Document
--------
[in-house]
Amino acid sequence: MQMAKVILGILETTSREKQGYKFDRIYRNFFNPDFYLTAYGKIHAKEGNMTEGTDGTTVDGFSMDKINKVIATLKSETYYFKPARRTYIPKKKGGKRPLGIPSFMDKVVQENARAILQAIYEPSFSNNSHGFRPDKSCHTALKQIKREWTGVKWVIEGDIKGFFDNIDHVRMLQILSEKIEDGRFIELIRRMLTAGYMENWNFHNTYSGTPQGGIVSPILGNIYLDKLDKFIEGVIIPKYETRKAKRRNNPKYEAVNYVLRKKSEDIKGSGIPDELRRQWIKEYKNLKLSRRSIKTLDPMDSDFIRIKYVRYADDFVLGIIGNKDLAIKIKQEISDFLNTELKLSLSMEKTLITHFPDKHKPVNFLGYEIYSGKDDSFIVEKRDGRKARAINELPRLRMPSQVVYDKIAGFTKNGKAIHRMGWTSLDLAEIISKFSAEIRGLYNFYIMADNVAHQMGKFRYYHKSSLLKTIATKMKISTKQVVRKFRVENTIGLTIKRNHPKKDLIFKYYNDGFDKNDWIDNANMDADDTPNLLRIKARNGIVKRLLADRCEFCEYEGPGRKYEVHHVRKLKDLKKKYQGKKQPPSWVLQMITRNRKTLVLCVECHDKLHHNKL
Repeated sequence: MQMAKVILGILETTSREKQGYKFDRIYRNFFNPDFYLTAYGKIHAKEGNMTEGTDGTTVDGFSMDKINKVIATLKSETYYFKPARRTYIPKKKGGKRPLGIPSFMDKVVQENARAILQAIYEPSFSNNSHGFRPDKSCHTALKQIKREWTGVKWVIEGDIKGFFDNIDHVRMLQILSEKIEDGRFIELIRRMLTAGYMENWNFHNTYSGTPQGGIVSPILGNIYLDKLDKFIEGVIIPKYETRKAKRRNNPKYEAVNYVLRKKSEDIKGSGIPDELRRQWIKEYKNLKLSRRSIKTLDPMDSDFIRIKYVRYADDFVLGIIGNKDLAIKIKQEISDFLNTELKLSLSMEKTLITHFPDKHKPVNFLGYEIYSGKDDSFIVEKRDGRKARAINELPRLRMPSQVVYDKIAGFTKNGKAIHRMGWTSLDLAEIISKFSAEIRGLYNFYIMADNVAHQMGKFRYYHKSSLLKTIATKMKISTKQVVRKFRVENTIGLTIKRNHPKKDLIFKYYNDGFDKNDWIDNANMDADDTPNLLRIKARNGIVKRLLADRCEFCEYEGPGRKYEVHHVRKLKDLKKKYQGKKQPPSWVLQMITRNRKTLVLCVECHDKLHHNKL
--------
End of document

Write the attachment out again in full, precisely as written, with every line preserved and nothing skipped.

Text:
[in-house]
Amino acid sequence: MQMAKVILGILETTSREKQGYKFDRIYRNFFNPDFYLTAYGKIHAKEGNMTEGTDGTTVDGFSMDKINKVIATLKSETYYFKPARRTYIPKKKGGKRPLGIPSFMDKVVQENARAILQAIYEPSFSNNSHGFRPDKSCHTALKQIKREWTGVKWVIEGDIKGFFDNIDHVRMLQILSEKIEDGRFIELIRRMLTAGYMENWNFHNTYSGTPQGGIVSPILGNIYLDKLDKFIEGVIIPKYETRKAKRRNNPKYEAVNYVLRKKSEDIKGSGIPDELRRQWIKEYKNLKLSRRSIKTLDPMDSDFIRIKYVRYADDFVLGIIGNKDLAIKIKQEISDFLNTELKLSLSMEKTLITHFPDKHKPVNFLGYEIYSGKDDSFIVEKRDGRKARAINELPRLRMPSQVVYDKIAGFTKNGKAIHRMGWTSLDLAEIISKFSAEIRGLYNFYIMADNVAHQMGKFRYYHKSSLLKTIATKMKISTKQVVRKFRVENTIGLTIKRNHPKKDLIFKYYNDGFDKNDWIDNANMDADDTPNLLRIKARNGIVKRLLADRCEFCEYEGPGRKYEVHHVRKLKDLKKKYQGKKQPPSWVLQMITRNRKTLVLCVECHDKLHHNKL
Repeated sequence: MQMAKVILGILETTSREKQGYKFDRIYRNFFNPDFYLTAYGKIHAKEGNMTEGTDGTTVDGFSMDKINKVIATLKSETYYFKPARRTYIPKKKGGKRPLGIPSFMDKVVQENARAILQAIYEPSFSNNSHGFRPDKSCHTALKQIKREWTGVKWVIEGDIKGFFDNIDHVRMLQILSEKIEDGRFIELIRRMLTAGYMENWNFHNTYSGTPQGGIVSPILGNIYLDKLDKFIEGVIIPKYETRKAKRRNNPKYEAVNYVLRKKSEDIKGSGIPDELRRQWIKEYKNLKLSRRSIKTLDPMDSDFIRIKYVRYADDFVLGIIGNKDLAIKIKQEISDFLNTELKLSLSMEKTLITHFPDKHKPVNFLGYEIYSGKDDSFIVEKRDGRKARAINELPRLRMPSQVVYDKIAGFTKNGKAIHRMGWTSLDLAEIISKFSAEIRGLYNFYIMADNVAHQMGKFRYYHKSSLLKTIATKMKISTKQVVRKFRVENTIGLTIKRNHPKKDLIFKYYNDGFDKNDWIDNANMDADDTPNLLRIKARNGIVKRLLADRCEFCEYEGPGRKYEVHHVRKLKDLKKKYQGKKQPPSWVLQMITRNRKTLVLCVECHDKLHHNKL